Governments, like clocks, go from the motion men give them, and as governments are made and moved by men, so by them they are ruined too. Wherefore governments rather depend upon men, than men upon governments. Let men be good, and the government cannot be bad; if it be ill, they will cure it. But, if men be bad, let the government be never so good, they will endeavor to warp and spoil it to their turn.
That pretty well sums up the current condition of our country, as darkly foreseen by Penn some 340 years ago.
Santa Barbara, Calif.
I had to read George Packer’s account of the president’s successful dismantling of our republic’s institutions in fits and starts. It was just too much to digest in a single sitting. As the magazine lay open for several days, I approached it like a bad car accident—not wanting to look, but unable to pass it without reading a paragraph or two.
What we learned fact-checking the June 2020 issue
In her exploration of QAnon, whose followers seek to thwart the “cabal” of depraved elites they believe is destroying America, Adrienne LaFrance writes that the group’s adherents reject logic and reason. In March, for example, their anonymous leader, Q, promoted the claim that “the CHINA Virus” was engineered in a Wuhan lab and was being deployed as a bioweapon to stymie President Donald Trump’s chances of reelection. The idea that the Chinese may have created the virus had already made the rounds—and had been widely debunked—but Q helped give the theory new life.
As Franklin Foer notes in his feature about Russian sabotage of American elections, also in this issue, conspiracy theories about disease were once the province of Soviets seeking to sow division in America. In 1983, the KGB planted a fake letter in a small New Delhi newspaper, in which an unnamed but supposedly “well-known American scientist” speculated that AIDS had been developed by the Pentagon in a Fort Detrick lab. By 1987, the idea had spread to more than 50 countries, and was discussed on the CBS Evening News. The false claim traveled slowly by today’s standards, but it proved enduring: In 2005, Kanye West rapped, “And I know the government administered AIDS,” and a small 2006 study found that more than one in five Americans believed this to be true.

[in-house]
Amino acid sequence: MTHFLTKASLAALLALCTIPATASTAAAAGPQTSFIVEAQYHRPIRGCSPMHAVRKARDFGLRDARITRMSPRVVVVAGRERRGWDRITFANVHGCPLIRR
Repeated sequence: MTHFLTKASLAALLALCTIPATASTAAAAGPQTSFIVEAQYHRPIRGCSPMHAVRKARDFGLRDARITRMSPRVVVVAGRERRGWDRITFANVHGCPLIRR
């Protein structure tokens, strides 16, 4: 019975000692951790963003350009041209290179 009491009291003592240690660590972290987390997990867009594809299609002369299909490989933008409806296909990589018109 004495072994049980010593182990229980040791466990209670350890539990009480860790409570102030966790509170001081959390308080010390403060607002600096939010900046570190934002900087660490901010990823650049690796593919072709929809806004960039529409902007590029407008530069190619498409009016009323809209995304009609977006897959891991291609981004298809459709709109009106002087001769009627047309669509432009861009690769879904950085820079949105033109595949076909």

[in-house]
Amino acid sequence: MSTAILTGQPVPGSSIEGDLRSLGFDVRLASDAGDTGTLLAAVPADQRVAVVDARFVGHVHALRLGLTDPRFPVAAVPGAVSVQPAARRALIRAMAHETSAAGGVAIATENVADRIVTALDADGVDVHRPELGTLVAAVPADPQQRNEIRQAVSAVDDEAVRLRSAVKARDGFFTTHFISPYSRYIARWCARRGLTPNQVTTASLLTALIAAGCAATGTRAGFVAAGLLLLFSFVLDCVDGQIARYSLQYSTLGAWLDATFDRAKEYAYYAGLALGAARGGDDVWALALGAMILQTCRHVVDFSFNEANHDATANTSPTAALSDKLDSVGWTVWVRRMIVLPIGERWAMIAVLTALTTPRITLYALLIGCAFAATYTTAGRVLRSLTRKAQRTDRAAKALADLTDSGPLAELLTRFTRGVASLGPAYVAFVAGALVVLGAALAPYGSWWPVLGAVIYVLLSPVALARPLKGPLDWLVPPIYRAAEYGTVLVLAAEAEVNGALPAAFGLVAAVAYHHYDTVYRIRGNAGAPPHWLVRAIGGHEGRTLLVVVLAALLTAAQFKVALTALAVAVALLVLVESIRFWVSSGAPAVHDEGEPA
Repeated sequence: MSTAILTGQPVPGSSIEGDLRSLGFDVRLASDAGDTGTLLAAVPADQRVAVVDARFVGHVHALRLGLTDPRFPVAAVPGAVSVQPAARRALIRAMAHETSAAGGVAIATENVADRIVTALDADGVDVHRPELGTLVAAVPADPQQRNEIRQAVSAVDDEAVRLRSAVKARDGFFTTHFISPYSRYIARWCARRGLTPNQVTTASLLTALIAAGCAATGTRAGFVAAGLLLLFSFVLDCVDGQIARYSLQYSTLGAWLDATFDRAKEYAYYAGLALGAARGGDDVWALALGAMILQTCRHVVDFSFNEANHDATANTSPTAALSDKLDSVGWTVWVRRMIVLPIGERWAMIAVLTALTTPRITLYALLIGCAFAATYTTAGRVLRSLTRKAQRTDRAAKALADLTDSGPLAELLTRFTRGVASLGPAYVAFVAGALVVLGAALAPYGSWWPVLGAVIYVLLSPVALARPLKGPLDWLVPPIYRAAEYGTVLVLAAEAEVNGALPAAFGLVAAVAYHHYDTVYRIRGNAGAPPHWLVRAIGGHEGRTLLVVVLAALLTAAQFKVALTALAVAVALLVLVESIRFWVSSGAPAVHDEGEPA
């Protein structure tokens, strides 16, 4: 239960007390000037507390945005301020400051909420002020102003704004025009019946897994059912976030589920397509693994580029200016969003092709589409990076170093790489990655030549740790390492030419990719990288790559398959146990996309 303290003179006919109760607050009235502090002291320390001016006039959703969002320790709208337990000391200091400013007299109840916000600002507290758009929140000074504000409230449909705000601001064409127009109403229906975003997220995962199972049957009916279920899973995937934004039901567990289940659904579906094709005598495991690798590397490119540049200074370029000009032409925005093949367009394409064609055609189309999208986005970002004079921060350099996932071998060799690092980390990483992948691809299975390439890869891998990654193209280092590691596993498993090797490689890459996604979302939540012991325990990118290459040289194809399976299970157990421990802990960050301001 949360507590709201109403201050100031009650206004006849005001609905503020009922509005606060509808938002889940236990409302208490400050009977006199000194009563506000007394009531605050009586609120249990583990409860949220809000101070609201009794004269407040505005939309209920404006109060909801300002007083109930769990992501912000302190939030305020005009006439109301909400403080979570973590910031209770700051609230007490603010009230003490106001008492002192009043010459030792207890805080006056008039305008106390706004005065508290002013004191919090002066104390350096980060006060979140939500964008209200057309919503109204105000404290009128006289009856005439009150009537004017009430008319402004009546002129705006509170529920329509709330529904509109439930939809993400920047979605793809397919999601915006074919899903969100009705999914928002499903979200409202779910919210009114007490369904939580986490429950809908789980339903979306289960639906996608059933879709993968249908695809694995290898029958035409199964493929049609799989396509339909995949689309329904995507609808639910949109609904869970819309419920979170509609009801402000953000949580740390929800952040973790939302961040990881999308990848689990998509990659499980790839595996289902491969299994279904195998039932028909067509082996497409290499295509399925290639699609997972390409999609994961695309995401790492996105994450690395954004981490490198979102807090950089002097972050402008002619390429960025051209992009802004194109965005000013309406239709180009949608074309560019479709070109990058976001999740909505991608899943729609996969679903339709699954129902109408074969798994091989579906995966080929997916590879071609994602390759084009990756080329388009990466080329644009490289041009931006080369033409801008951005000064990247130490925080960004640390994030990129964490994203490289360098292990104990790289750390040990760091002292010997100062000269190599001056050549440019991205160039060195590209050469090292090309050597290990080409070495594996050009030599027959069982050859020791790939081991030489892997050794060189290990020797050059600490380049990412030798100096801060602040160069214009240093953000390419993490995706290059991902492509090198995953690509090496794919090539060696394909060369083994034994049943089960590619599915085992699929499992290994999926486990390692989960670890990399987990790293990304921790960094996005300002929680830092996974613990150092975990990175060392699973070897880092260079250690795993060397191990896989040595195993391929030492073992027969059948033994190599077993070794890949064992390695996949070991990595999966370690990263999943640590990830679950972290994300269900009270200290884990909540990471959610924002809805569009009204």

Jack Segelstein, Assistant Editor
Behind the June Cover
The June cover story, Adrienne LaFrance’s definitive look at the conspiratorial group QAnon, provides a menacing lens through which to view the surreal current moment. To illustrate the disparate fringe views held by QAnon’s adherents, we constructed a latticework of cryptic imagery, finding spots to include motifs from several other stories in the issue as well.
Arsh Raziuddin, Associate Art Director
A Note From the Editors
We’re especially pleased to bring you this issue of The Atlantic, which to our knowledge is the first in our 163-year history that was designed, edited, fact-checked, and otherwise produced on an entirely remote basis. We think the issue is full of great stories from cover to cover, and we hope you enjoy it.
Much of normal life has gone on hiatus recently. We have worked hard to plan for various contingencies related to home delivery, but if you are a print subscriber, maybe you’re at a different address than usual, or you want to read more of The Atlantic between print issues. Visit TheAtlantic.com/Register to find out how to sign in to your account. Once you’re signed in, you’ll be able to manage your subscription and unlock your unlimited digital access. If you’re not a subscriber, and would like to support The Atlantic’s vital reporting, join us at TheAtlantic.com/June20. And if you need further assistance, please visit our help center at Support.TheAtlantic.com.